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Pittsburgher Works To Prevent Infection, Overdose Deaths Amid Opioid Epidemic


Sarah Danforth begins her daily routine, stacking boxes of clean syringes and unpacking the tools she needs to help those in search of a clean start.

“I feel as though I am a conduit,” she said. “I help other people save lives.”


Danforth is in harm reduction services for Prevention Point Pittsburgh, an Allegheny County-authorized needle exchange program. Prevention Point’s mission is preventing the spread of HIV/AIDS, Hepatitis-C and other blood borne infections among intravenous drug users, but, according to Danforth, the organization’s original mission has expanded in recent years.


“We provide sterile syringes for people who inject drugs,” she said. “We also provide free naloxone and overdose prevention training."


Naloxone, also sometimes referred to by the brand name Narcan, is an overdose-reversing drug for opioids.


Danforth, in her job with PPP, finds herself combatting the opioid epidemic that’s been plaguing much of America, with the Pittsburgh-area and the rest of western Pennsylvania being no exception.


In 2017, the Centers for Disease Control and Prevention listed Allegheny County within the top five regions in the country for overdose deaths, based off of data collected in the previous year. Most of those deaths involved opioids, raising concern among lawmakers and those affected.


“There were over 700 overdose deaths, which is a huge number for our county,” Danforth said. “­That same year of 2017, over 600 people were reversed, their lives were saved through the Naloxone that we distributed.”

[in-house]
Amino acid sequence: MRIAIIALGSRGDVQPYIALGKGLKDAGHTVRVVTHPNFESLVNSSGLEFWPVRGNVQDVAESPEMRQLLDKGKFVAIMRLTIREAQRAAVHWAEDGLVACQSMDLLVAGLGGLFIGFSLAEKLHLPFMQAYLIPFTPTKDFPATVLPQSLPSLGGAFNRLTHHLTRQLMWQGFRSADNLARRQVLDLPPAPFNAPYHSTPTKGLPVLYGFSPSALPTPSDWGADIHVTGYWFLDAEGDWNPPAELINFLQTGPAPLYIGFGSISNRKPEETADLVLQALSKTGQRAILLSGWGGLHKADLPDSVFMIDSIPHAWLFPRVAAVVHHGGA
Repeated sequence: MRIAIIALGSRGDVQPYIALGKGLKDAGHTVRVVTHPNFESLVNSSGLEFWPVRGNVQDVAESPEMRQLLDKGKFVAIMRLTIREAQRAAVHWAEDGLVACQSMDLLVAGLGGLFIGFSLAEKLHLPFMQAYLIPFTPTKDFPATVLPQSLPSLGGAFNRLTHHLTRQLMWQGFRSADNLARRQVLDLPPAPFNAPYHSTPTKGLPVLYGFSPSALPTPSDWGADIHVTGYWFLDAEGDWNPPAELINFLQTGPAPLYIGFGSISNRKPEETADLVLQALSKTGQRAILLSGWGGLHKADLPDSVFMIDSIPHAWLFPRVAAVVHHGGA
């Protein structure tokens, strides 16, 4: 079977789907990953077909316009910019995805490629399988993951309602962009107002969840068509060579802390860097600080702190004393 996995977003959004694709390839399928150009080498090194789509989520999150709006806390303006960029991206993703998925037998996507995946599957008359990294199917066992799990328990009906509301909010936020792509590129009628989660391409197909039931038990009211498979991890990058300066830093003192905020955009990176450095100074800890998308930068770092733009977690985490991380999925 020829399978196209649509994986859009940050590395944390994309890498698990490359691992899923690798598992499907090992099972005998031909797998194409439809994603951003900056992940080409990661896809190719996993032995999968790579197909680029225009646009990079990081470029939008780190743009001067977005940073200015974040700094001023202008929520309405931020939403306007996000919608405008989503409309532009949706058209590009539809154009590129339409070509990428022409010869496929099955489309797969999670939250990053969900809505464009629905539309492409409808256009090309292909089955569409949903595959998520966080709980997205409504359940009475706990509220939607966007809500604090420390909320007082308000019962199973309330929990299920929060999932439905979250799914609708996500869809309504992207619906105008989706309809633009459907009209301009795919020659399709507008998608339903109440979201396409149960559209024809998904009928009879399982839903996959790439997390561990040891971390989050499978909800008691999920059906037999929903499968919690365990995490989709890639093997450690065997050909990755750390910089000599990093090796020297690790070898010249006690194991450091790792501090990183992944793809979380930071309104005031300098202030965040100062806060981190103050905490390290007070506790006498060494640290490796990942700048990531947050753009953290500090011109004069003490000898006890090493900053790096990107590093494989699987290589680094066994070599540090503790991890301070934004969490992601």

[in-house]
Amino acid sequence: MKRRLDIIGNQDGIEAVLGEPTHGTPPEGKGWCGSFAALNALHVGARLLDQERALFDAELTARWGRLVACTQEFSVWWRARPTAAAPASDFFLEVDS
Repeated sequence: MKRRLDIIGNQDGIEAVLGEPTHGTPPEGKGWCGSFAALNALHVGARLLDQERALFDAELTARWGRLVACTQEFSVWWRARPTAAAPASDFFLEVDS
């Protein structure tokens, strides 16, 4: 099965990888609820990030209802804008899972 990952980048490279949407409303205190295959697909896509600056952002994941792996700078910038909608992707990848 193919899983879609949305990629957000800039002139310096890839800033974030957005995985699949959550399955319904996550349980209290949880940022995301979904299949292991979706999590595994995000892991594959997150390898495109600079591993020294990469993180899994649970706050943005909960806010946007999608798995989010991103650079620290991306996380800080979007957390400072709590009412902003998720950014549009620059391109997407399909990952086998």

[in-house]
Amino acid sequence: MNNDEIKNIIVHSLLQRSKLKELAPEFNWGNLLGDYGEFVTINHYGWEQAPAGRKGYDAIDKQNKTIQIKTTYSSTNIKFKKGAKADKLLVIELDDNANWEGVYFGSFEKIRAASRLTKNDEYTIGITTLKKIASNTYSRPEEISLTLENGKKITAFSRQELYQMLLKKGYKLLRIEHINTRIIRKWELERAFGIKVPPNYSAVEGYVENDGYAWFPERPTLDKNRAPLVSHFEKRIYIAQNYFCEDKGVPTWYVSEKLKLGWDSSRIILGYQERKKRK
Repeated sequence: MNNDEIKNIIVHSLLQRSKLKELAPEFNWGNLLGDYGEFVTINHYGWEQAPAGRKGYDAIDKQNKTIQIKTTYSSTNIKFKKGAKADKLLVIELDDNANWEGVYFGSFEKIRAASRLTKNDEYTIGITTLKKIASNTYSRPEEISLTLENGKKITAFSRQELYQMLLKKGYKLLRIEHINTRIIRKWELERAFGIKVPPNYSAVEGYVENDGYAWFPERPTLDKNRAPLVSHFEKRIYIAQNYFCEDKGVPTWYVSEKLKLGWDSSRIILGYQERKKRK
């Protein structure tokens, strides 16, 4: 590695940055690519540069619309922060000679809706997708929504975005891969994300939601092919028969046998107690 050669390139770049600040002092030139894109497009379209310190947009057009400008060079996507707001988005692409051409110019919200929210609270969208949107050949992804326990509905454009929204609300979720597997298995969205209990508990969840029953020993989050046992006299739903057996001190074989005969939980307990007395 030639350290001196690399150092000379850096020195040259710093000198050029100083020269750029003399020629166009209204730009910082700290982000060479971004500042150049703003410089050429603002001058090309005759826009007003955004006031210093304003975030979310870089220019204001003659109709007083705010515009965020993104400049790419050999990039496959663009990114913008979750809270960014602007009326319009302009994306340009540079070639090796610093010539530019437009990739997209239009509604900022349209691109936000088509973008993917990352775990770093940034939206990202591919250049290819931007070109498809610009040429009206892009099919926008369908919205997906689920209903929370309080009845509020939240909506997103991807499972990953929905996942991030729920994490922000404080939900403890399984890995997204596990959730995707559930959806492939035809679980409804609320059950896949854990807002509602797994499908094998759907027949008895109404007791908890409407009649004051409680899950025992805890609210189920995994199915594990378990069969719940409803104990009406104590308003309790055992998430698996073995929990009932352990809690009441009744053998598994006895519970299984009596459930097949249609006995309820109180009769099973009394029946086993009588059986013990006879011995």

Danforth works with a small crew at PPP. On the days they are out in the community distributing clean needles and naloxone, they operate out of an unmarked white van at a three different Allegheny County locations: East Liberty, Perry Hilltop and the Hill District.


On this day, she is joined by her colleague Katie Houston, who says Danforth sets an empathetic and mission-oriented working environment at PPP.


“When I started working here, Sarah was very helpful,” Houston said.


Houston says that tone established by Danforth in the workplace translates into the services provided to those PPP is serving—as an organization focused on harm reduction, PPP’s job is not just to distribute needles and naloxone, but to educate those dealing with substance abuse issues on how to engage in that behavior as safely as possible.


“One step of harm reduction you can take as an injection drug user is to never use alone,” Houston said. “That way if you or the person that you are using with overdoses, the other person is there to use the Naloxone on them, to do rescue breathing, to call 911, to make sure that person stays alive.”


As Danforth wraps up her prep work for the day, loading up the unmarked white van that serves as the mobile needle exchange in the community, she reflects on the fact that the work she and her colleagues are doing is not done without its share of controversy.


“There’s this idea that if there is a needle exchange program in your neighborhood, that it might bring drug use or crime to your neighborhood,” Danforth said.


But she notes that there’s a social-scientific consensus refuting those kinds of notions.


“Over 20 years on national and international research say that is not the case,” Danforth said. “What we have done is created opportunities for people who need our services in that neighborhood to get them and sort of help improve their health.”


Danforth acknowledges that dealing with a crisis like the opioid epidemic is complicated work, but she says she takes pride in offering a service that for many has been the difference between life and death.


“I know a lot of people whose lives have been saved. I’m just so grateful, their family is so grateful,” Danforth said. “Anytime you have the opportunity to save a life, that’s a good day.”